Little Rocky Hill Water Main Woes May Be Ending

Township Councilman Ted Chase said that Little Rocky Hill’s water woes may soon be ending.

It looks as though issues with the state have been resolved, and the woes associated with a water main in Little Rocky Hill may finally be coming to an end.

Township Councilman Ted Chase (D-Ward 1) made the announcement at the Sept. 26 council meeting. Chase has been working on getting the main replaced for at least the last five years, he said.

The issue is that the main was improperly placed under Route 27 and cannot handle water pressure greater than 20 psi, he said.

“It blows about once a year,” he said.

The result is that water pressure is kept artificially low, which means residents serviced by the main can’t take showers in second-floor bathrooms, and all of the fire hydrants in that area have been capped.

“They can’t be used because there’s not enough water pressure,” Chase said.

Although the water main lies under Rt 27’s shoulder, the state Department of Transportation has in the past insisted that the township re-pave not only the shoulder, but the entire road along the two- to three-mile affected area. That would artificially drive costs up.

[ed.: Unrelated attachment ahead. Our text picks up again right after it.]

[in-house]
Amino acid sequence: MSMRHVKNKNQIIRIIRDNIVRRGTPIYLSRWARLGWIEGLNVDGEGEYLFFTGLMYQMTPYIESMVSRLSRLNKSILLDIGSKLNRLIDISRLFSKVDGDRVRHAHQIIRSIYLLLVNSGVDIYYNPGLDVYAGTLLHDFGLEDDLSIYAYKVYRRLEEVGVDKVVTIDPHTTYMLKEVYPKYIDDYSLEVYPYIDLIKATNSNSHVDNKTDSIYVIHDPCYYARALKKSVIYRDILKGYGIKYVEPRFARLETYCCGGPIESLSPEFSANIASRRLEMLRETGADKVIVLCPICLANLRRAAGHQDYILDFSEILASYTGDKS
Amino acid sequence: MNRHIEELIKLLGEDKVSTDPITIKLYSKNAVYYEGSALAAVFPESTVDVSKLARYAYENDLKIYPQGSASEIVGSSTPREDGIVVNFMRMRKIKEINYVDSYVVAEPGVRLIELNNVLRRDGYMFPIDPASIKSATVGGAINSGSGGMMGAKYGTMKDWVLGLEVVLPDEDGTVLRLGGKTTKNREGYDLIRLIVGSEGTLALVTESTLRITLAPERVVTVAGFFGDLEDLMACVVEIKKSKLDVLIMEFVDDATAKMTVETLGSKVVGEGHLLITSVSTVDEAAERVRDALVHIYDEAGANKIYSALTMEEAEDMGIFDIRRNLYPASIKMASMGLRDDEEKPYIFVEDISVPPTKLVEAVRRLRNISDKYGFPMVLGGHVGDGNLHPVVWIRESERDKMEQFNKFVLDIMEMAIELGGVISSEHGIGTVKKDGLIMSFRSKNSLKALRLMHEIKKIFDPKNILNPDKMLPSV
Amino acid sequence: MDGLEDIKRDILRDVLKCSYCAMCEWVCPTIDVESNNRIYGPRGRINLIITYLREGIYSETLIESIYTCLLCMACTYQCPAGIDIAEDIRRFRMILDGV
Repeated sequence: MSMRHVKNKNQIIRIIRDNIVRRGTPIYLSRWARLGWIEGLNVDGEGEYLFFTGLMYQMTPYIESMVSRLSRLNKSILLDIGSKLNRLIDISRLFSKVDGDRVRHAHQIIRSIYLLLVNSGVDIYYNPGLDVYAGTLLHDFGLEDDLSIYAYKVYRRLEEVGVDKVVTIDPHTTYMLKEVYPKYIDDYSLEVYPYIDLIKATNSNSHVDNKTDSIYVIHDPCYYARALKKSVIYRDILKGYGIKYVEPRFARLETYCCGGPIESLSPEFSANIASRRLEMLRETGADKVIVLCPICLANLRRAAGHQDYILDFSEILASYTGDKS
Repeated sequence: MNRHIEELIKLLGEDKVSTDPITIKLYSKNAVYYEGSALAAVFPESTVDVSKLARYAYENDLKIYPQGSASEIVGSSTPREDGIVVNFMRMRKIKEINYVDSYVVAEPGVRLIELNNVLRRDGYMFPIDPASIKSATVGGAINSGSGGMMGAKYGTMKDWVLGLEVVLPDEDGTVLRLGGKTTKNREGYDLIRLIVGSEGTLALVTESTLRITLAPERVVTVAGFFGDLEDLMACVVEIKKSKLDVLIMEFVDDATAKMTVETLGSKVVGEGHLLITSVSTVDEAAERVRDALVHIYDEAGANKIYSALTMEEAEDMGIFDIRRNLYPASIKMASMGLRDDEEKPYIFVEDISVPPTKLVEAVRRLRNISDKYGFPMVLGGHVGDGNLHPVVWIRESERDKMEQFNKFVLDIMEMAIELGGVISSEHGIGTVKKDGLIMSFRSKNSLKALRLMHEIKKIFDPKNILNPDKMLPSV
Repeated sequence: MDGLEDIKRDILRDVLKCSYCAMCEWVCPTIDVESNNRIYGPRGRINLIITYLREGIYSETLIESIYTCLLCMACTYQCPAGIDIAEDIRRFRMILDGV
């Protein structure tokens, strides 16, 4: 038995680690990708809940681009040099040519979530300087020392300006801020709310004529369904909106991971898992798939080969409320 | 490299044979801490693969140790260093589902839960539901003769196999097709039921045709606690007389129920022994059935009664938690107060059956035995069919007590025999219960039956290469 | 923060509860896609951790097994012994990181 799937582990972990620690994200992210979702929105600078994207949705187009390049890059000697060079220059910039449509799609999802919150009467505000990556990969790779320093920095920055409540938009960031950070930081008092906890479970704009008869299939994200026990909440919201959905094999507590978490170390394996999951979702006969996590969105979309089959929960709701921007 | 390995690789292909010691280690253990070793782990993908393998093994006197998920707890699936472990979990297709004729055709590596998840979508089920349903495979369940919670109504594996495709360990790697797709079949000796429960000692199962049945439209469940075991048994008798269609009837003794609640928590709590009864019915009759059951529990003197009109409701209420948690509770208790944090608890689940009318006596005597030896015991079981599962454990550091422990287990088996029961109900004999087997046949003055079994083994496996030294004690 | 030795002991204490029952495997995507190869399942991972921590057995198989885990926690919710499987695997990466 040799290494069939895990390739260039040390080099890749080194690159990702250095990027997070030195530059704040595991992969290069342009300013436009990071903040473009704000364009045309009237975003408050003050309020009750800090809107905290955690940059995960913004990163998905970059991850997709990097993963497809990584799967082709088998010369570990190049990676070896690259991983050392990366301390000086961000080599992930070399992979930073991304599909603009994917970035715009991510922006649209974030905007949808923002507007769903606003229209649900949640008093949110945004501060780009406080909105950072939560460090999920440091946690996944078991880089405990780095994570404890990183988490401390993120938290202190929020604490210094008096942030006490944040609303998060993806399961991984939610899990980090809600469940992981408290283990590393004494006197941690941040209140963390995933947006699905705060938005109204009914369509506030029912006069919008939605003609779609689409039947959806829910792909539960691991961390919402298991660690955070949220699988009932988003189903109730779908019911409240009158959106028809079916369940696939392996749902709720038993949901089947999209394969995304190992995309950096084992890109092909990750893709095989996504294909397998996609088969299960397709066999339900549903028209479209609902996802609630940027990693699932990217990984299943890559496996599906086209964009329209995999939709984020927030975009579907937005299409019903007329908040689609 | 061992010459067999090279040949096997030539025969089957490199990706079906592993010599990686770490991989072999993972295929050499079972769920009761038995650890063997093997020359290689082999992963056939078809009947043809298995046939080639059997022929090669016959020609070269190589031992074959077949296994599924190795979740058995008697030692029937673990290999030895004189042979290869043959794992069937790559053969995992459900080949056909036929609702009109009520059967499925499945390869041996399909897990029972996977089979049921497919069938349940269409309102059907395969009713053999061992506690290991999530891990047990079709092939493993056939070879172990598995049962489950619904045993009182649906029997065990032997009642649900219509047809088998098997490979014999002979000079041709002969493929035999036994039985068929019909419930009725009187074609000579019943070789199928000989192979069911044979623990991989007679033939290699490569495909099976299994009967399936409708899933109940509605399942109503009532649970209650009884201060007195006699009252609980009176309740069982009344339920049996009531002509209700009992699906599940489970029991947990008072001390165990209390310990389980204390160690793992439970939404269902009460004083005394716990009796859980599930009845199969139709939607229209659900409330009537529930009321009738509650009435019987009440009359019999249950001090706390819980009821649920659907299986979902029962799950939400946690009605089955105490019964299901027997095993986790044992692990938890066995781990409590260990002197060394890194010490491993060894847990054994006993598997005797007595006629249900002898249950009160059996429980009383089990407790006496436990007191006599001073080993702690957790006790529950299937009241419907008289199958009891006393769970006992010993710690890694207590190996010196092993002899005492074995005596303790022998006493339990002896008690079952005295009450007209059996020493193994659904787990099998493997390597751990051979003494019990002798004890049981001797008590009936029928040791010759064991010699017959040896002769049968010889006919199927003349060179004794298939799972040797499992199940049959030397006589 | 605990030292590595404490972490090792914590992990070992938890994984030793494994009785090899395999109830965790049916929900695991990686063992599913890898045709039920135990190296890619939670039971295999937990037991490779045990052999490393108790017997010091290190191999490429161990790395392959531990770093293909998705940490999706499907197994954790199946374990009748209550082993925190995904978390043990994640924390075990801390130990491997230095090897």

The new plan is to inject a new liner inside the pipe, rather than dig it up and replace it, Chase said.

That plan seemed to sit well with the DOT, until it recently repaved that section of Rt 27.

“They said you can’t dig that up within five years of when we repaved it,” Chase said. “There was a meeting in Trenton, with the Deputy Director of the DOT, who was the acting director at that time. He saw the light and directed the person who actually writes these permits to write the permit.”

Several days ago, Chase said, the township received a letter from the DOT saying that the permit had been denied.

“Hot phone calls went to Trenton, asking for more details, and the deputy director told the (permit writer) in no uncertain terms that he will approve this permit,” Chase said. “We trust that it will come through in proper papers.”

The new plan calls for drilling down into the 50-year-old water main about every 750 feet, and injecting the new liner, Chase said.

The water line – which is now connected to South Brunswick’s water line – will be connected to the township’s water line, Chase said. It was originally connected to South Brunswick’s because at that time, Franklin’s water line did not extend that far south, he said.

As a result, the township has been buying water from South Brunswick at the more expensive commercial rate, and selling it to Little Rocky Hill residents at a loss, Chase said. This new work will solve that problem, he said.

“We will now be able to connect it up to our system and give people much better service, and we will be buying the water as we usually do from NJ American Water and New Brunswick so we will be able to provide the water without taking a loss on it,” Chase said.

Chase said that the project is expected to cost about $5 million and that final design work would be done between now and Christmas.

“Then it will go out to bid, and work should start in the Spring,” he said.


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